In the past few years, thanks primarily to the extraordinary string of creative and commercial successes rolling out of the Pixar Studios, animated films and writing honors haven't been mutually exclusive terms. Disney's "Beauty and the Beast" garnered a best picture nomination back in 1991, leading to new respectability for the animation world's contributions and the eventual addition of an animated feature category at the Oscars.
Over the last several years there have been Oscar nominations for the writing of animated features including "Wall-E," "The Incredibles," "Up," "Finding Nemo," "Toy Story" and "Toy Story 3."
Decades before this hard-won respect became a semi-regular aspect of awards season, there was a writer named Frank Tashlin who made the move from the then-relatively disreputable field of animated shorts into the big leagues of feature film writing. A prolific director and scenario/gags master for Warner Bros. cartoons, Disney, Hal Roach, Ub Iwerks, the Marx Bros. and more, Tashlin became one of film comedy's most distinctive writing and directing voices in the late 1940s and '50s. Tashlin penned the zeitgeist comedy "The Girl Can't Help It" and also wrote and directed legendary funnyman Bob Hope to one of his biggest hits, "The Paleface" in 1948.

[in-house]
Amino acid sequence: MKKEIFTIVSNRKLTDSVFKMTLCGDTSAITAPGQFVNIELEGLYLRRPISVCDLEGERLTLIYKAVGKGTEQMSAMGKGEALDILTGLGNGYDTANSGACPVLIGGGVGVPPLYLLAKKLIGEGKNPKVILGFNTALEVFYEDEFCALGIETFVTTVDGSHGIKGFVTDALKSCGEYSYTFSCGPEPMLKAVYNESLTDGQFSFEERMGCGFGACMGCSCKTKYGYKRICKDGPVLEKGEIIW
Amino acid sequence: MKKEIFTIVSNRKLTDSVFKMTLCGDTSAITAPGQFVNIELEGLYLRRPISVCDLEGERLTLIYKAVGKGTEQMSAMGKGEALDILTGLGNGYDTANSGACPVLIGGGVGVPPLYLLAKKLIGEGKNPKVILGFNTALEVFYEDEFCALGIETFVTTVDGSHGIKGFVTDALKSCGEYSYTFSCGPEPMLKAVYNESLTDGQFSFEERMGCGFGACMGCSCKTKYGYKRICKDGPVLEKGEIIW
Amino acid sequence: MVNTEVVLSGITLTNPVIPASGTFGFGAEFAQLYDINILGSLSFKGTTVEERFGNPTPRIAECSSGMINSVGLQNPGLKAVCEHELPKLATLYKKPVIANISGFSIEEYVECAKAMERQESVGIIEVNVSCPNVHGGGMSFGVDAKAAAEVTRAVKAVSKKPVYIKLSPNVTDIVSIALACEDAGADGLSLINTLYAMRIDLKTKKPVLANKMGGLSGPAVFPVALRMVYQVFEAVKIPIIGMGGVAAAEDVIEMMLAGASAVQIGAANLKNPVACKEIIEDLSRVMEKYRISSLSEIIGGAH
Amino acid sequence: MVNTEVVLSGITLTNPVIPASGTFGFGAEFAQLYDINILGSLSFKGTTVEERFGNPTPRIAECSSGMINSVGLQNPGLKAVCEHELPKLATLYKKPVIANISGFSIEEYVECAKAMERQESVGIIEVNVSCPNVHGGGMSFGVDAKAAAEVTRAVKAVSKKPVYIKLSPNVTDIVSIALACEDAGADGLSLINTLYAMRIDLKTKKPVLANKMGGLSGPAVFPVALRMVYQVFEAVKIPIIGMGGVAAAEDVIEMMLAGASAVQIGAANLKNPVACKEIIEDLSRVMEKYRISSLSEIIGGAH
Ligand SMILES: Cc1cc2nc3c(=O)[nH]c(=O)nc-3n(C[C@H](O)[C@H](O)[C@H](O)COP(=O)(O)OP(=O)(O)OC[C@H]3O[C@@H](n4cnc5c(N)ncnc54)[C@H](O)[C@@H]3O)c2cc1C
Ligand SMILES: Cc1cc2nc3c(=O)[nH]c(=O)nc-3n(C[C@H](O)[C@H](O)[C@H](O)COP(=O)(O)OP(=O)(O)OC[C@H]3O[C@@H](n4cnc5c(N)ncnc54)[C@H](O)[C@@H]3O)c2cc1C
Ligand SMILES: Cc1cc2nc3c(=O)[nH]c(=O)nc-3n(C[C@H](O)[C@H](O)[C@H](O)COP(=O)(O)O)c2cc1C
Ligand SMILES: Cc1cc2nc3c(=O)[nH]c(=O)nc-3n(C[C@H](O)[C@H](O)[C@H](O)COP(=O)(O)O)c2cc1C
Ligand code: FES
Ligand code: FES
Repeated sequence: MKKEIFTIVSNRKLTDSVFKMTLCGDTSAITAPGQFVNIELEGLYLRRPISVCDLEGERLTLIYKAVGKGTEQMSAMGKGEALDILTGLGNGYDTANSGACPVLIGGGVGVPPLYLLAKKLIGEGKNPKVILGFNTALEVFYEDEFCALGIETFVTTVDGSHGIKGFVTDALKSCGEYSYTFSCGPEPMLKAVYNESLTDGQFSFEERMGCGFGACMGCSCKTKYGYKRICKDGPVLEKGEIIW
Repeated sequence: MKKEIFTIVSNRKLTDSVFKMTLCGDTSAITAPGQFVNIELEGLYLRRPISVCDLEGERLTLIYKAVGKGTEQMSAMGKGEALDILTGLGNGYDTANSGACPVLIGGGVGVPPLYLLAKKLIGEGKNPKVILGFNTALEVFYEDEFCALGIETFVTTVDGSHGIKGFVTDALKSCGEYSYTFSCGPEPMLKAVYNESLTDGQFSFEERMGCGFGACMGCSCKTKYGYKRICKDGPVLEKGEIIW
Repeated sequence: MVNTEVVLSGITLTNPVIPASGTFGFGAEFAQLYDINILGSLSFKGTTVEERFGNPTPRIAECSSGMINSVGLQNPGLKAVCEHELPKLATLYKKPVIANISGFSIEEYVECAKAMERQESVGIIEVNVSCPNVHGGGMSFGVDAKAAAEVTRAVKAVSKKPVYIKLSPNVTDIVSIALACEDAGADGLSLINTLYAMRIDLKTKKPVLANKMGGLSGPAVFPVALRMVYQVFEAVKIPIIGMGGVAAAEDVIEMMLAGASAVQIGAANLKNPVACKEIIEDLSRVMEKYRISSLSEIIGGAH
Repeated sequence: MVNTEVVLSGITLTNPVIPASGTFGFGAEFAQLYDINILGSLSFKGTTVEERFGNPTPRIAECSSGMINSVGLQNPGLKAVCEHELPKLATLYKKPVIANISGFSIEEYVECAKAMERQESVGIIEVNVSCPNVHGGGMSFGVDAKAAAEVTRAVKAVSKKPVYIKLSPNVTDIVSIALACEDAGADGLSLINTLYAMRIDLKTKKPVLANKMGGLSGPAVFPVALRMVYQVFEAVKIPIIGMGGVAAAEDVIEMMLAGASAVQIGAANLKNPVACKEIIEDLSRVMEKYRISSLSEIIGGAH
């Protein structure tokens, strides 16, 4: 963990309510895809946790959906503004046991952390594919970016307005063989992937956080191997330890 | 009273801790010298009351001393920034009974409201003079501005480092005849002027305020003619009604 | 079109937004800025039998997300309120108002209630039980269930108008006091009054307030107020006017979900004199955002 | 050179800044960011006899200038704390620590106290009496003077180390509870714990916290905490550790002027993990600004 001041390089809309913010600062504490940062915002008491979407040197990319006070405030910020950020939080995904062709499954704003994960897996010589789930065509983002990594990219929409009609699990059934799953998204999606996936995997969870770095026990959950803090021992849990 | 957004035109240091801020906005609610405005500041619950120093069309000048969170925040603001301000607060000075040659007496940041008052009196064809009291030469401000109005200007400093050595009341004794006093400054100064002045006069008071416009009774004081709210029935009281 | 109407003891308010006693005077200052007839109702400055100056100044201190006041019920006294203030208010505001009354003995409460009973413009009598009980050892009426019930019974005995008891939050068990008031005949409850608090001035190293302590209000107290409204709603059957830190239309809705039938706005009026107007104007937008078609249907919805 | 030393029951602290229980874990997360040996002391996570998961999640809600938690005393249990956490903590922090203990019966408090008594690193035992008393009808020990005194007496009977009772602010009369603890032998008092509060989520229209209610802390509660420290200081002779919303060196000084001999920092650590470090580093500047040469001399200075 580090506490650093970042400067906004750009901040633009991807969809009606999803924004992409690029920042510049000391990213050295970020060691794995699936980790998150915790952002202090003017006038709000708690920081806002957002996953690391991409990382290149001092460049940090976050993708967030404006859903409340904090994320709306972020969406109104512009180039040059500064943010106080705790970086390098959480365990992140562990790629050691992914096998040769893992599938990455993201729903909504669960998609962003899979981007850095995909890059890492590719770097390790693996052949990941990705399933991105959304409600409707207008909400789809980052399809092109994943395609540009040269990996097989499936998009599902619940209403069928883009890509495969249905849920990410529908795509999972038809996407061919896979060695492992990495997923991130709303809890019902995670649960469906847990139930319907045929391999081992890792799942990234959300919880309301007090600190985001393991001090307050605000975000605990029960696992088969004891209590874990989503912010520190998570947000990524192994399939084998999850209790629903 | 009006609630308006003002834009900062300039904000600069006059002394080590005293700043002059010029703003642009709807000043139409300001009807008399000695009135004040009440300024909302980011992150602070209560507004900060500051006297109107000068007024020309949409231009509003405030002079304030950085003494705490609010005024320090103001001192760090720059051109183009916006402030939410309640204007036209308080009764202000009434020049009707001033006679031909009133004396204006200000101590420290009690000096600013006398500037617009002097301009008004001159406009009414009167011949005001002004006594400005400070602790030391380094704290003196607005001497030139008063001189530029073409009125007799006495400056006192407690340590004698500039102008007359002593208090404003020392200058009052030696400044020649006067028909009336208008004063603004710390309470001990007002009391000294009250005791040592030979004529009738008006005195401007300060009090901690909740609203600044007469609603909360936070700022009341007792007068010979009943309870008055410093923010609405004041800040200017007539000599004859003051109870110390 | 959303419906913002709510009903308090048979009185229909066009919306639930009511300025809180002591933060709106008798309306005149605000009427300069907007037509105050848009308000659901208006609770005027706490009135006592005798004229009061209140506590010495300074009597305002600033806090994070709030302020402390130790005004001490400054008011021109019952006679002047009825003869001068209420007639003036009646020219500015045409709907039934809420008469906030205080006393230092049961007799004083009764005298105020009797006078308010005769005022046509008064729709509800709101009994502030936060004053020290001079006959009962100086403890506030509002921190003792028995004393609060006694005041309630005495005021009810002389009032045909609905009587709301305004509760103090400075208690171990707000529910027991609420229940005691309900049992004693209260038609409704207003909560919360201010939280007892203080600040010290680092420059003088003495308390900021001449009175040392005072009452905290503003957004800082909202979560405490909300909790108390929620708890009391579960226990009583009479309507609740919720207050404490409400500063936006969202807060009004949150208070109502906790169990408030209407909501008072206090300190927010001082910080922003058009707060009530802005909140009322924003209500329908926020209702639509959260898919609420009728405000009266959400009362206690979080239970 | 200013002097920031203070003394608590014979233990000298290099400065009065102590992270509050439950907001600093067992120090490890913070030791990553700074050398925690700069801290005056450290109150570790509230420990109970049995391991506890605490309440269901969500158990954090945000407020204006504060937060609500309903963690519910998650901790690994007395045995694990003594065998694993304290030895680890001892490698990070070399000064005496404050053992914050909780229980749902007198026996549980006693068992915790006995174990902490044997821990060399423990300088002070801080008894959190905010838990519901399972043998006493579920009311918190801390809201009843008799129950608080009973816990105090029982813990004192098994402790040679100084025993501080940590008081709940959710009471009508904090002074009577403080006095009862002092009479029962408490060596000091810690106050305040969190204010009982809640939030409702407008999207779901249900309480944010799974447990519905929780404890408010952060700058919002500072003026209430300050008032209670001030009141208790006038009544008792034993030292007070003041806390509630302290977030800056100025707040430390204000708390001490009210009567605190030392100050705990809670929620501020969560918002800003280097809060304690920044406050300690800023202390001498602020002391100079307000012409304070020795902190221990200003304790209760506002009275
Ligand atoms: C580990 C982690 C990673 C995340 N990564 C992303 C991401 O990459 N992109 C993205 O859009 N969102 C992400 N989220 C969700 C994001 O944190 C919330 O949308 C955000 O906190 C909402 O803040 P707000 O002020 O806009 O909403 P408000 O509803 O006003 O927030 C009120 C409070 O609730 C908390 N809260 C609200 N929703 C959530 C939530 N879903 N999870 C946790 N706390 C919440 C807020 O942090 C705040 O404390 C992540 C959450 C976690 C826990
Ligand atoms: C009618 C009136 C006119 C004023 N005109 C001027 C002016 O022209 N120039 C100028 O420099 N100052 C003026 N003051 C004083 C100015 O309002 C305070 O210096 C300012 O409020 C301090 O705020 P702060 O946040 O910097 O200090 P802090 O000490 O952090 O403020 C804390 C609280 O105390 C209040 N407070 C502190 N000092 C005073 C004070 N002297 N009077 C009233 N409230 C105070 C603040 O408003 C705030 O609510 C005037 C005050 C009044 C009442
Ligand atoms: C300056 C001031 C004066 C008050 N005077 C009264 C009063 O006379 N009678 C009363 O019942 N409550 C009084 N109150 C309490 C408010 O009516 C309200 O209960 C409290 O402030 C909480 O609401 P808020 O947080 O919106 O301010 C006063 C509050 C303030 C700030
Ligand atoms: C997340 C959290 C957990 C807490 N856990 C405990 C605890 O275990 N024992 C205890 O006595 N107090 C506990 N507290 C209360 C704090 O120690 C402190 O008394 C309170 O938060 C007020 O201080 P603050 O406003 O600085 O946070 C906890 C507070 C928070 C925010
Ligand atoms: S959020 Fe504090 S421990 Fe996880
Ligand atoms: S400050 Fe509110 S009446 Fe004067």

Tashlin never got the Oscar love, but he did score a pair of Writers Guild nominations, one for "The Paleface" and another for "Will Success Spoil Rock Hunter?" and paved the way for critical appreciation of the writers toiling fruitfully in the comedy and animation fields.
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